Over the last five games, David Ortiz has hit .733/.750/1.267. This would be a crazy line for any stretch of the season, much less the fucking World Series, and it's brought his career line in the Fall Classic up to .465/.556/.814, which is good enough—the best of any hitter with at least 50 plate appearances—to back an argument for him as the greatest Series hitter of all time.
Slash lines don't make for a complete measure of postseason hitting, though, because they don't account for timing. Mickey Mantle hit just .257 in 12 World Series, but he hit three home runs in the seventh inning or later when the Yankees were tied, or losing. Shouldn't that count for something?
Win Probability Added (WPA) is a statistic that accounts for situational impact by measuring the difference every plate appearance makes to the team's chances of winning. An example: When Kirk Gibson went up to bat in Game 1 of the 1988 World Series, the Dodgers has an estimated 13 percent chance of winning. His home run improved those odds to 100 percent, so the play gets a WPA of 0.87. That's the largest in World Series history.
The chart above shows the 17 players, going back to 1903, who have accumulated at least 1.0 WPA in their World Series plate appearances (click here for a larger version, data via Baseball Reference). Plate appearances that increased a team's chances of winning by at least 20 percent (WPA ≥ 0.2) are marked with the result and inning, and colored by the impact the hit had on the game. Ortiz isn't, by this measure, even the best Series hitter of his generation—Lance Berkman and his .410/.520/.564 World Series line comes in third. Still, he's clearly in among the greats.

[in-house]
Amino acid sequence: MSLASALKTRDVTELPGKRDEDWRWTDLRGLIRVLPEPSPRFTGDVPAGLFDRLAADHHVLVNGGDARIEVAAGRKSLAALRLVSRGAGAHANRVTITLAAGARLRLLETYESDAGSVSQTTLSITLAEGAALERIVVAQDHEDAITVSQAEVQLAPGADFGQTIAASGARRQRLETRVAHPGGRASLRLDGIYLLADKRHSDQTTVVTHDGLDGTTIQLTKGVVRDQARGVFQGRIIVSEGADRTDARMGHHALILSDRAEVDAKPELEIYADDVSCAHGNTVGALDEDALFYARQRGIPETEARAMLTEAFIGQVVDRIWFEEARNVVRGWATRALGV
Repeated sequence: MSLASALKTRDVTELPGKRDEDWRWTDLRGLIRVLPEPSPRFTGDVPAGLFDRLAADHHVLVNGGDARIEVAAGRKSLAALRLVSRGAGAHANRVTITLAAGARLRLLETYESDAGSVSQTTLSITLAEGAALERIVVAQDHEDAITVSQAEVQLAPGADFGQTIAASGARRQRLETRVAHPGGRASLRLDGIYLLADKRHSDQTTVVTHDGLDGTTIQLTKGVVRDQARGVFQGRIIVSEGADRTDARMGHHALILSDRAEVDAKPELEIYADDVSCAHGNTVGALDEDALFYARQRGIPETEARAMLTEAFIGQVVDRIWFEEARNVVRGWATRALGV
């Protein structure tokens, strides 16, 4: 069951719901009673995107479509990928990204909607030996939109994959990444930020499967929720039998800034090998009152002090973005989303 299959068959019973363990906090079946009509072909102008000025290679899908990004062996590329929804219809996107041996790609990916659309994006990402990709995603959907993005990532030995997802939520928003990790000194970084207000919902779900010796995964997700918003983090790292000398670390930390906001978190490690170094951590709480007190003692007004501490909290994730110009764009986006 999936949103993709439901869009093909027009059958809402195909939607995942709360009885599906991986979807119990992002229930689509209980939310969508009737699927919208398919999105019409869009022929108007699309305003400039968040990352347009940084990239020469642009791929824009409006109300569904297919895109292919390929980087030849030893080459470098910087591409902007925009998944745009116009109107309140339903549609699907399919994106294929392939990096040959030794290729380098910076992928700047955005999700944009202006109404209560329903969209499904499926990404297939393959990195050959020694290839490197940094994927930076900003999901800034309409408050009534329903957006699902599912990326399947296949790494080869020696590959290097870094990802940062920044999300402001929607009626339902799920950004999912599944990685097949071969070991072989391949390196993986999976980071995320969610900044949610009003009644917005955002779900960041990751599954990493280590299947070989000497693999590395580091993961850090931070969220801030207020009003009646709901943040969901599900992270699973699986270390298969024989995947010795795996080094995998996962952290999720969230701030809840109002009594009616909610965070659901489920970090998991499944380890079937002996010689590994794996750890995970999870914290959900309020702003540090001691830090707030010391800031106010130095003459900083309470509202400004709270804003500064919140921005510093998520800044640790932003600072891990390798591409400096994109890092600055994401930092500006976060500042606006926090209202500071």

Ortiz hasn't had too many killer shots in the World Series. His two-run, go-ahead homer off Wacha in Game 2 this year netted a WPA of 0.33, but his next best hit was worth just 0.17 WPA. Ortiz has accumulated WPA through volume—30 of his 54 World Series plate appearances improved the Sox's chances of winning, versus just 18 that decreased their chances. This is the sort of Ortiz we've seen this Series, less a big moment slugger than a relentless hitter who seems to get something started for Boston every time he gets up to plate.
This measurement isn't completely fair; it's dependent on opportunity, and since great hitters reliably improve their teams chances of winning, the top of the list largely indexes the great hitters who played in the Series most often. (Lou Gehrig, Mickey Mantle, and Babe Ruth all had more than 150 World Series plate appearances.)
If we look at WPA per plate appearance, the leader is Geoff Blum, who came up to bat just once but managed to make the most of it. Setting a minimum of 50 PA, here are the 20 players (out of 279) who increased their teams chances of winning by at least one percent per plate appearance, on average:
|Home Run Baker||97||1.56||0.016|
|Shoeless Joe Jackson||57||0.63||0.011|
Berkman, Ortiz, and Charlie Keller lead the pack by a fair amount; they're the only players who improved their teams odds by an average of two percent per PA. Just for the hell of it, below are the players who've accumulated the lowest WPA during their World Series appearances.
The worst single plate appearance belongs to Cliff Bolton, who grounded into a double play with the bases loaded in the bottom of the 11th, down 2-1 in Game 4 of the 1933 World Series. The Senators had an estimated 55 percent chance of winning when he got up to bat. By the time he was done, it was down to zero.